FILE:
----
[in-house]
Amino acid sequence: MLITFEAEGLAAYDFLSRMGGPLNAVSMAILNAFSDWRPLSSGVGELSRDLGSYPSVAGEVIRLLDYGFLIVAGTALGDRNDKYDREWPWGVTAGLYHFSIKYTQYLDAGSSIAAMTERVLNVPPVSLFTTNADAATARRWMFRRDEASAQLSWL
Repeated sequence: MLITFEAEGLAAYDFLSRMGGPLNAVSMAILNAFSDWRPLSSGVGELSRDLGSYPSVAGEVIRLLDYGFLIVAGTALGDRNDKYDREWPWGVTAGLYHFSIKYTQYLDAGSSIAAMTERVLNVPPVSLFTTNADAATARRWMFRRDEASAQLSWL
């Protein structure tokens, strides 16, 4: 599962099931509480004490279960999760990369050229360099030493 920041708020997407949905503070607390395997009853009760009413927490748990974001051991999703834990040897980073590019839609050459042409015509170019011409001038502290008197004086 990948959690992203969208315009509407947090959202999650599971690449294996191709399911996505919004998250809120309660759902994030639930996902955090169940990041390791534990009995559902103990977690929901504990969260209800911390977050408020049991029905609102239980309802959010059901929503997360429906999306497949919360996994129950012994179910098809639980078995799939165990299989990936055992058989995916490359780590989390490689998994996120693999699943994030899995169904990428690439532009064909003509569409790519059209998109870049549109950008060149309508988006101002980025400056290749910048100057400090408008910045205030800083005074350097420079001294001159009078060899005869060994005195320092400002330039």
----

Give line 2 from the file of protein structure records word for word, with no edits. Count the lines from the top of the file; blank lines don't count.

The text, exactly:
Amino acid sequence: MLITFEAEGLAAYDFLSRMGGPLNAVSMAILNAFSDWRPLSSGVGELSRDLGSYPSVAGEVIRLLDYGFLIVAGTALGDRNDKYDREWPWGVTAGLYHFSIKYTQYLDAGSSIAAMTERVLNVPPVSLFTTNADAATARRWMFRRDEASAQLSWL